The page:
Wednesday, January 27, 2010
 
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County clerk advises voters of new undervoting law

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[January 27, 2010]  Logan County Clerk Sally Litterly wants to inform voters casting ballots at the Feb. 2 primary election that a new law in Illinois now requires that all Illinois voting systems detect and notify voters if they undervote on a statewide constitutional office, which only includes governor, lieutenant governor, attorney general, secretary of state, comptroller and treasurer.

InsuranceThis law, called the Illinois Undervote Notification Law, was part of an omnibus election bill passed in 2007 that must be implemented for the first time at the Feb. 2 election. The new law requires that if a voter fails to vote for one or more of the statewide constitutional offices on their ballot, the tabulators must beep to notify the voters they have undervoted, which will trigger an election judge in the polling place to assist the voter. The voter will be given the opportunity to either have the tabulator accept the ballot so the offices they voted will be counted as they intended, or return the ballot to the voter to allow them to vote in the undervoted race(s).

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"I am adamantly opposed to this Undervote Notification Law, and feel it violates the votersí fundamental right to a secret ballot," Litterly said, "I believe the majority of voters intend to undervote because they do not wish to vote for a specific individual or office. In the past, their ballot was accepted by the voting tabulator with no undervote notification. Unfortunately, to follow the new law, when voters undervote on a statewide constitutional office at the February election, our tabulators must notify the voter this has occurred."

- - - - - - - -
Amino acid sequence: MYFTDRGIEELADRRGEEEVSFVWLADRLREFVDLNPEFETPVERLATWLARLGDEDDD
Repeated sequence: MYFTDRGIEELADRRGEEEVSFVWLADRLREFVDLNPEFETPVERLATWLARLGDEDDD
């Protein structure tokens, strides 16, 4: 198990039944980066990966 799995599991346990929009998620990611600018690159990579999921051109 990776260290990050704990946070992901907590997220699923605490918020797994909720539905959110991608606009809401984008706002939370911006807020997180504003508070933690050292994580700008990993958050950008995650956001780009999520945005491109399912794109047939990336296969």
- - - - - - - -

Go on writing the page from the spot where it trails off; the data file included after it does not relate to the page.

Litterly added, "The issue could also be construed as an equal protection violation as it treats candidates differently."

Only statewide constitutional officers receive the undervote notification.

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Litterly assures voters that signage will be placed at their polling place alerting them to the new law, and their election judges have been trained to promptly and discreetly assist them should they undervote at the polls.

She reports that some statewide legislators have also voiced support to work to repeal the Undervote Notification Law in their spring 2010 session so that it could be eliminated for future elections.

Voters with questions or concerns about the Undervote Notification Law should contact their state legislators.

[Text from file received from Sally J. Litterly, Logan County clerk]

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